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COVID-19 shutdown in Argentina
COVID-19 shutdown in Argentina

For the coming weeks, Worldcrunch will be delivering daily updates on the coronavirus global pandemic. The insidious path of COVID-19 across the planet is a blunt reminder of how small the world has become. Our network of multilingual journalists are busy finding out what's being reported locally — everywhere — to provide as clear a picture as possible of what it means for all of us at home, around the world. To receive the daily brief in your inbox, sign up here.

SPOTLIGHT: QUARANTINES CAN BE TOXIC FOR DOMESTIC ABUSE

One-third of the world's population is now said to be on lockdown. The purpose of the confinement appears clear enough to most: to slow the spread of the coronavirus pandemic. Still, there are consequences, and not just for the economy.

Across the globe, advocates against domestic abuse are warning that this period of imposed self-isolation will almost certainly provoke an increase in intra-family violence. In China, where the COVID-19 outbreak began, there's already evidence of that being the case.

An extended quarantine places a huge psychological strain, even on families without a history of abuse. And so in situations where violence is already present, the dangers are now that much greater, says Elisabeth Liotard, director of a women's protection association in Lyon, France.

"We're clearly expecting things to get worse," she told the French daily Le Monde. "In this period of uninterrupted cohabitation, violent men will have even more pretexts to lose control and the cycles of violence are probably going to accentuate."

For victims — women and children mostly — quarantine means there's no place to escape, and no time in the day when they can extricate themselves from an abusive environment. There's also the question of how a woman, in such a situation, might make a plea for help while on lockdown. Calling a hotline, for example, may not be an option when the victim is constantly in the presence of the abuser.

Marie-Pierre Badré, a leading anti-abuse advocate in France, says that since the lockdown began in her country, there has already been a significant decrease in calls to the 13 13 hotline. But there are other ways victims can reach out — by texting emergency services, for example, she said in an interview with French public radio.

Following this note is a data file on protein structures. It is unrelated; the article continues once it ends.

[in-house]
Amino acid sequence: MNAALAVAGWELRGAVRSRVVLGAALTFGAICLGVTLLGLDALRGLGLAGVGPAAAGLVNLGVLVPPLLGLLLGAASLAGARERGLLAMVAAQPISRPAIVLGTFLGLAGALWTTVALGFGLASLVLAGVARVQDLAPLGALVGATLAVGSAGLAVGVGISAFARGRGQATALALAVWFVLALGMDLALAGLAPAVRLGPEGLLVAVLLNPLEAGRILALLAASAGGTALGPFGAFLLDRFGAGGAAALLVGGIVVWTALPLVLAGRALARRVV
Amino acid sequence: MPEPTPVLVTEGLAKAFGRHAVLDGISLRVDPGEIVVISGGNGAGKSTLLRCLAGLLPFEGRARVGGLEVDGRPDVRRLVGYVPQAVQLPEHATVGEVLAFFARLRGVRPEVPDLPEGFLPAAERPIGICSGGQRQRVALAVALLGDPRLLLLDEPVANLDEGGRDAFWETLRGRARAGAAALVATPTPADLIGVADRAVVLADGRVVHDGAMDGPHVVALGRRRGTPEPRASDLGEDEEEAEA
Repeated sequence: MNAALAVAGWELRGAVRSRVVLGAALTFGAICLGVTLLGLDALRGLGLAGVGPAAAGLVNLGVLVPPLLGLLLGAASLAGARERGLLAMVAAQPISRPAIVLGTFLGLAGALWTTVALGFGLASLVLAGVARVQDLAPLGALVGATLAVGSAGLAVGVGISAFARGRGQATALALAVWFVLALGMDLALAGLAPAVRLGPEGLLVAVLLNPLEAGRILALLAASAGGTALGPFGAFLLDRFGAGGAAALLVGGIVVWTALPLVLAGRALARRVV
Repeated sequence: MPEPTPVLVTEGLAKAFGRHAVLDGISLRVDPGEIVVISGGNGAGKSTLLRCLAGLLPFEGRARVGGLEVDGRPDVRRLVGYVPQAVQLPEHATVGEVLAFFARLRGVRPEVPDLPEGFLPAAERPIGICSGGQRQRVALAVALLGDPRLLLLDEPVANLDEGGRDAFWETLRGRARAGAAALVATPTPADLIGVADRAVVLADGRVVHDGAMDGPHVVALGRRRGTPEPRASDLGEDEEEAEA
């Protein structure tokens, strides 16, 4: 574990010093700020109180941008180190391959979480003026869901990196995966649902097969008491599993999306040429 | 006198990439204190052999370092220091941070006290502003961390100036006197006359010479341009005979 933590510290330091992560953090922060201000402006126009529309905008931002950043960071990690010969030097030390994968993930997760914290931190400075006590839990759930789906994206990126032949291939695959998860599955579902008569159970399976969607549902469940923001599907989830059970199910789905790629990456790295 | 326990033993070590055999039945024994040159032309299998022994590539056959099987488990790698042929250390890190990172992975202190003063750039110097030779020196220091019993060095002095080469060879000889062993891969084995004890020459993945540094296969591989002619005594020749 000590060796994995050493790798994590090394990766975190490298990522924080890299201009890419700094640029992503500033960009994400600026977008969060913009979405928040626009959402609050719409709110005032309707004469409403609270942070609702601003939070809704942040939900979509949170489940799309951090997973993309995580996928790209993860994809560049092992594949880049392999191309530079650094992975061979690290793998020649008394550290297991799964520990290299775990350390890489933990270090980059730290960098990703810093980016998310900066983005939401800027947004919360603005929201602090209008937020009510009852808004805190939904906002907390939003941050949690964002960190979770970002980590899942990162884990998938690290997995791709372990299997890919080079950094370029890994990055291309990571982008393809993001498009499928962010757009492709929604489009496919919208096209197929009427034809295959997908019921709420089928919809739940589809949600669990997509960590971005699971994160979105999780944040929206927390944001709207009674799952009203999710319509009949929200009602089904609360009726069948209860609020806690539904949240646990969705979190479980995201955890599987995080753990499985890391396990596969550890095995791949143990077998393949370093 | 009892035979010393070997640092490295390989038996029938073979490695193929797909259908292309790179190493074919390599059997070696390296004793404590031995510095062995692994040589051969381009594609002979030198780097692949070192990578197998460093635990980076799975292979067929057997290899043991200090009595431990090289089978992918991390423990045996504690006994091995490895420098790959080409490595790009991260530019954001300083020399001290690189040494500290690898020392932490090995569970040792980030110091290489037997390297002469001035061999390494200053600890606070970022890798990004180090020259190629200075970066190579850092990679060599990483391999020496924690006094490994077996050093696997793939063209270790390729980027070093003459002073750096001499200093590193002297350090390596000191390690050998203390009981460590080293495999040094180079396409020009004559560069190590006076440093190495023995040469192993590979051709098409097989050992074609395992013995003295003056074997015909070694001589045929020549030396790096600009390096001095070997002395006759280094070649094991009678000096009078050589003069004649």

According to Buenos Aires-based Pagina12daily, Argentinatook a very practical step toward ensuring special protection last week, by automatically extending restraining orders and other temporary legal protections for abuse victims. Simiar moves will be needed elsewhere, as this toxic side-effect of coronavirus spreads around the world.

Benjamin Witte

THE SITUATION - 7 THINGS TO KNOW RIGHT NOW

  • Toll: Deaths inItaly slow for the fourth day in a row, but in the second hardest-hit European country, Spain, deaths rose by 738 in 24 hours and the Parliament has voted to extend the State of Emergency until April 11. U.S. death toll passes the 1,000 mark.

  • U.S. jobless record: More Americans filed unemployment claims, 3.28 million, last week than anytime since records began being tracked in 1967.

  • Vaccine hope: Experts conclude that a vaccine could be long-lasting as COVID-19 mutates at a slower rate than other respiratory viruses like the flu.

  • Africa spread: The virus is spreading rapidly through Africa, with 2,400 confirmed cases across 46 of the continent's 54 countries. Some 700 of those are in South Africa, where President Cyril Ramaphosa announced a nation-wide, 21-day lockdown starting Thursday night.

  • Iran restrictions: Iran's government bans internal travel and warns of a "second wave" of COVID-19 as the official death toll passes 2,000.

  • Returning home: In Afghanistan, the western province of Herat has emerged as the epicenter of the country's outbreak, representing 54 of the 75 reported deaths, and the government fears the situation will worsen as Afghans keep returning from neighbouring Iran. Between March 8 and 21, 115,000 Afghans crossed the border from Iran.